Phones are well suited for communication tasks such as Whatsapp, voice calling and texting but ill-suited to heavy text, mind-mapping and spreadsheet data entry.
Why have you chosen all year levels for BYOD? Why can’t only Year 9s and 10s be enrolled into that program?
We have discovered that many of our students have BYOD programs in their previous schools. This is a natural continuation for them and they can continue using their device as they progress through the year levels in MHJC.
I’m concerned about cost. Shouldn’t devices be provided by the school?
While the school could maintain a 2:1 ratio, it does not have the resources for a 1:1 student to computer ratio.
Buying a device for your child is a major decision and a significant outlay. A good quality device should last Years 7 to 10 at school and so this cost is spread over 4 years.
All students need their own device rather than the use of a shared device. This is because MHJC is integrating device use into many aspects of teaching and learning and your investment in a device will enhance learning outcomes for all students.
Wouldn’t it be easier for teachers/students if there was only one device? Won’t it be too hard/impossible for teachers to make use of such a variety of different machines? If they had one machine, they would be able to teach the students how to use it more efficiently.
It would certainly be easier for most teachers. However, one device will not be able to accommodate all learning areas. It also might be too restrictive or demanding for some students and families.
We are also of the view that the specific device is not the issue at hand; it is the task of educating that is more important. If we are writing an essay or analysing a pattern trend, the focus is on the content and not the word processor or spreadsheet program.
Can students charge their device in school?
Currently, we have limited facilities for the charging of personal devices in the school. Students are required to charge their devices fully the night before. Parents are also advised to procure suitable rechargeable power packs for their child’s devices.
Will the school repair the device if it breaks? Does the school provide loan machines for students whose devices are broken?
The school does not have any authorised personnel who can repair devices. It is advantageous to purchase the device from a provider who can offer advice, service, loan out machines, repair and lease options to go along with the purchase of the device.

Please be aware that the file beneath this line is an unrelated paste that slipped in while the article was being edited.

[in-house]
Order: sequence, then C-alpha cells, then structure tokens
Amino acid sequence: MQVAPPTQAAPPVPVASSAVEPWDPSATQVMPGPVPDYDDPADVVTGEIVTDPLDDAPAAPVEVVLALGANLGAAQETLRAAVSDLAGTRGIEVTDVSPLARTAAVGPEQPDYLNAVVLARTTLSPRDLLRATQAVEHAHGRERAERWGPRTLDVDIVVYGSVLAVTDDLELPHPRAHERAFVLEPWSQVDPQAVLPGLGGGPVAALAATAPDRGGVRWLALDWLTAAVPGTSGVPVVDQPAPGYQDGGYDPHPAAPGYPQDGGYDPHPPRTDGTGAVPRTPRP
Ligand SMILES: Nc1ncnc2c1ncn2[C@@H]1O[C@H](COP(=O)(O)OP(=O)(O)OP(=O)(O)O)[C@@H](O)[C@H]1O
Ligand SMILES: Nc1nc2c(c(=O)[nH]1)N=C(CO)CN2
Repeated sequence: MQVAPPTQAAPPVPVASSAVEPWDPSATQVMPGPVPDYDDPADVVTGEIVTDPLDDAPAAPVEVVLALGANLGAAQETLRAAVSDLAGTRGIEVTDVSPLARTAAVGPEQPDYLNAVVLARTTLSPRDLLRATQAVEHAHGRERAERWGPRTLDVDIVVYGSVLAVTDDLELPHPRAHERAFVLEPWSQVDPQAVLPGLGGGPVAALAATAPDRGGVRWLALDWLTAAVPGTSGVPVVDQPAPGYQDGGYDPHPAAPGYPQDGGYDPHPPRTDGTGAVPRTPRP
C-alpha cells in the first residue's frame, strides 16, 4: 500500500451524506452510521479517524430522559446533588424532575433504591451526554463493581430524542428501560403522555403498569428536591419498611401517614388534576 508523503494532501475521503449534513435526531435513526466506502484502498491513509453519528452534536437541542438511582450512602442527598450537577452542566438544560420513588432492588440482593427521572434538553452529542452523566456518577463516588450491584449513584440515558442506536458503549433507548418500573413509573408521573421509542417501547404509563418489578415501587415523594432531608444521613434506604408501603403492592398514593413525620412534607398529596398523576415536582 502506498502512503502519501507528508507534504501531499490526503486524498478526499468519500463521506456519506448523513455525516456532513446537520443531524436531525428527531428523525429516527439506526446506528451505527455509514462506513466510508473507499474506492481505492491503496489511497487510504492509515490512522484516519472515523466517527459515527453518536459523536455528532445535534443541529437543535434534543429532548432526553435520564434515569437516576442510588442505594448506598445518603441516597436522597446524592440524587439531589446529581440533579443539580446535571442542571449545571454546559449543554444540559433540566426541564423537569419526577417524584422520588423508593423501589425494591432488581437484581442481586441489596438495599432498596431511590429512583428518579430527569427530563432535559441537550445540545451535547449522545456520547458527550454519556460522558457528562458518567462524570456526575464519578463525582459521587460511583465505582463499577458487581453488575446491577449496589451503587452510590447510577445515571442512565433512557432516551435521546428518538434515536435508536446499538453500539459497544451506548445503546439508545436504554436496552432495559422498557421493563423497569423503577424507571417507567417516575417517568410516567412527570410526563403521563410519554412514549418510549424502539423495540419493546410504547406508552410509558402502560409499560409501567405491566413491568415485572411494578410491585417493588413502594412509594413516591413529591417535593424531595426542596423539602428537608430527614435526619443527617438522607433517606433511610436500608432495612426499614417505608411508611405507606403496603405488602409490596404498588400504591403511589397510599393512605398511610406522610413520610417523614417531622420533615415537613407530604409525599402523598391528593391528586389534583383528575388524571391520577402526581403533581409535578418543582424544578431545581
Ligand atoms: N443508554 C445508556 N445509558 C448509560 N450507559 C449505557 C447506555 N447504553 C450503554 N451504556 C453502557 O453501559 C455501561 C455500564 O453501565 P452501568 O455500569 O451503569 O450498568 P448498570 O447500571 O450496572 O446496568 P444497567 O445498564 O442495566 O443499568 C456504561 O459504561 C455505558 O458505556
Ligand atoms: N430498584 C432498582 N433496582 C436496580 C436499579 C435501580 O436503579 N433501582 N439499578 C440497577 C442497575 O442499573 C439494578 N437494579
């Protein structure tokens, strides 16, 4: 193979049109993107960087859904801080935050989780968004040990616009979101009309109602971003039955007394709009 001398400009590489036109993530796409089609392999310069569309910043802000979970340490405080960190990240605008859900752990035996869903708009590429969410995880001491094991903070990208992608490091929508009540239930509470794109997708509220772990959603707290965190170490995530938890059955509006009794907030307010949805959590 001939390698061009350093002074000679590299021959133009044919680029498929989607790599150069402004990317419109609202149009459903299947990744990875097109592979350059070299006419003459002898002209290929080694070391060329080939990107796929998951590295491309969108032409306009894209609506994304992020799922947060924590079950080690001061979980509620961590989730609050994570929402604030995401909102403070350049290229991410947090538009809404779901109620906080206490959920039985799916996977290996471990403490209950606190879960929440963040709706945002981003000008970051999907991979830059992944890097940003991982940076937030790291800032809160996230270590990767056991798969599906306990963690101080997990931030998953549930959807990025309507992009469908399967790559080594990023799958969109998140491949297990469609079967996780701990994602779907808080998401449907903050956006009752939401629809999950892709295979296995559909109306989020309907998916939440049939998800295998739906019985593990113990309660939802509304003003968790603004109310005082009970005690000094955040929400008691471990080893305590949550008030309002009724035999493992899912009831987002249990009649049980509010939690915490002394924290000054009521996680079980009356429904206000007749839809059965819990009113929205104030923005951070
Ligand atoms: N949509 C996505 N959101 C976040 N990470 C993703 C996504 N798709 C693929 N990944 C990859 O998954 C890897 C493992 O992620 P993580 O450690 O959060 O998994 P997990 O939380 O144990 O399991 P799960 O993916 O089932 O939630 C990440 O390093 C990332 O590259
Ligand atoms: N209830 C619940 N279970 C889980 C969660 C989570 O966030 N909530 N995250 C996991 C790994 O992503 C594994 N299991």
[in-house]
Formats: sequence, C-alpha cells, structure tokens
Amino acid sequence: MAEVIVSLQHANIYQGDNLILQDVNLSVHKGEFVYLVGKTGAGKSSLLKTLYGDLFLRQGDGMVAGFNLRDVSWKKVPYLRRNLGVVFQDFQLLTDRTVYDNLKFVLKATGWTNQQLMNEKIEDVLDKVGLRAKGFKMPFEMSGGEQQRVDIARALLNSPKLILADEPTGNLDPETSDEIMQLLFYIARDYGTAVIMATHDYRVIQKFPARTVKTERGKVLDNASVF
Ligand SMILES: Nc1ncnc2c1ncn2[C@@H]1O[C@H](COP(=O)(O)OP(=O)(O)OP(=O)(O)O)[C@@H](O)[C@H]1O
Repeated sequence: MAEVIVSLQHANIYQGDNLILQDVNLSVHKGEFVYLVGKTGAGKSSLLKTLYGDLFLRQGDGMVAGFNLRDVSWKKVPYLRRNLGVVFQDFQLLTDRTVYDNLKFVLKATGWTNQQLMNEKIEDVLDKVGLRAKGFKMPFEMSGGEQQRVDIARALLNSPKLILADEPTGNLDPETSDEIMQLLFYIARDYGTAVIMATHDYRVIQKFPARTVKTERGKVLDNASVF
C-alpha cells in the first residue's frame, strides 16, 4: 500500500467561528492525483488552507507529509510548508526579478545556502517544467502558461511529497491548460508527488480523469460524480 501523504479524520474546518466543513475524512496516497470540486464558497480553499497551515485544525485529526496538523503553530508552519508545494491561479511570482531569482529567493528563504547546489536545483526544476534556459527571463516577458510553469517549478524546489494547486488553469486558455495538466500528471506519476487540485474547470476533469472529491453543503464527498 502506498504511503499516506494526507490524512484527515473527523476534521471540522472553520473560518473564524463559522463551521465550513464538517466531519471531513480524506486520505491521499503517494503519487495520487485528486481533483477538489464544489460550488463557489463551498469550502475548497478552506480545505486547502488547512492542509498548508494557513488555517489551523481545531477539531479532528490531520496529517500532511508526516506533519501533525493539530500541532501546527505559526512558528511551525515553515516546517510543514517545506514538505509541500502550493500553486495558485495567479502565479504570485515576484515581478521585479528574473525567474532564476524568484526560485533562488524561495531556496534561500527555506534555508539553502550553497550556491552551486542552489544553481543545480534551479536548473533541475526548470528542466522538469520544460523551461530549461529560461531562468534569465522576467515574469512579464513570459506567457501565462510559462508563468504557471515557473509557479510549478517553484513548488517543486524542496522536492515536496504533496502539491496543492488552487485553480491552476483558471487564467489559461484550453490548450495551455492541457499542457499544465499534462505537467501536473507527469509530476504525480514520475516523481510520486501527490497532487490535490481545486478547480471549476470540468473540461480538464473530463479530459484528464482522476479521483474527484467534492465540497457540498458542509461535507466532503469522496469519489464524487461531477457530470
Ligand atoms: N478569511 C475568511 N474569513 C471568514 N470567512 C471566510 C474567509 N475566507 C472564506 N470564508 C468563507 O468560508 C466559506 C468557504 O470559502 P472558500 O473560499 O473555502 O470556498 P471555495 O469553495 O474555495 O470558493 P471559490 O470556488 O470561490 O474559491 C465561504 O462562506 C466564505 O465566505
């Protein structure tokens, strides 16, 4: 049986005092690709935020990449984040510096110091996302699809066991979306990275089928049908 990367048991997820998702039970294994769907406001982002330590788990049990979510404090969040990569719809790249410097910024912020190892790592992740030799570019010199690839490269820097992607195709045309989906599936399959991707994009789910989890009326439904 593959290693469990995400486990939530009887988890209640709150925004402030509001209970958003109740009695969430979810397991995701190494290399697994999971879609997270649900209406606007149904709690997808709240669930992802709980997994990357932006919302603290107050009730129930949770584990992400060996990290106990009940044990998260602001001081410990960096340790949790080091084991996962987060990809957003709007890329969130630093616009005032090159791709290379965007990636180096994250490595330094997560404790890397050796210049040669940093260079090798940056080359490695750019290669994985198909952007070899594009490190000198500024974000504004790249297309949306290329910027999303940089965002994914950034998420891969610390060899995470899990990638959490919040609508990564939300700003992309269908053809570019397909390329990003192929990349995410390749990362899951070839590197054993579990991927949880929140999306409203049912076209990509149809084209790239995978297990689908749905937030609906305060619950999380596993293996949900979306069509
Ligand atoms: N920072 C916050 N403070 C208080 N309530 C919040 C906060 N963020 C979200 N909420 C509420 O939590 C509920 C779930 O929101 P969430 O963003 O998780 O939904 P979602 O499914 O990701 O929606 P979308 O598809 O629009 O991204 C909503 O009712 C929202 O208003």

May the students use 3G/4G in addition to WiFi?
The Student Cybersafety User Agreement requires students only to use the school provided wifi. This is a safe and monitored network. Students are not allowed to use their 3G/4G data plan while on campus.
When using their personal device, can the student’s internet activity be followed by the teacher?
Yes, when the student is on our BYOD network. If a teacher witnesses a student on a website outside the auspices of the AUP, the procedures in the AUP guideline will be followed.
Which is better, a laptop or a tablet?
Laptops are generally larger, less portable, have lower battery life, built-in keyboard, but have a full operating system and more specialised functionality for advanced activities.
Tablets are generally more portable, have a longer battery life and are very good for communication and simple tasks. They are considered to be a ‘personal consumer device’ for consuming the product of other people’s work, such as information on the internet. They are not best suited to ones’ own work productivity, especially tasks requiring multiple screens, high processing power, memory or full applications. As such, we do not recommend tablets at all.
Touch screen laptops with tablet mode provide the best of both worlds regarding functionality, but are the most expensive option.
Do I need to purchase Microsoft Office software for my child?
No. We use Google Apps and LibreOffice exclusively in MHJC.
How many devices can my child use at school?
MHJC students can only register ONE device to the school’s WiFi network.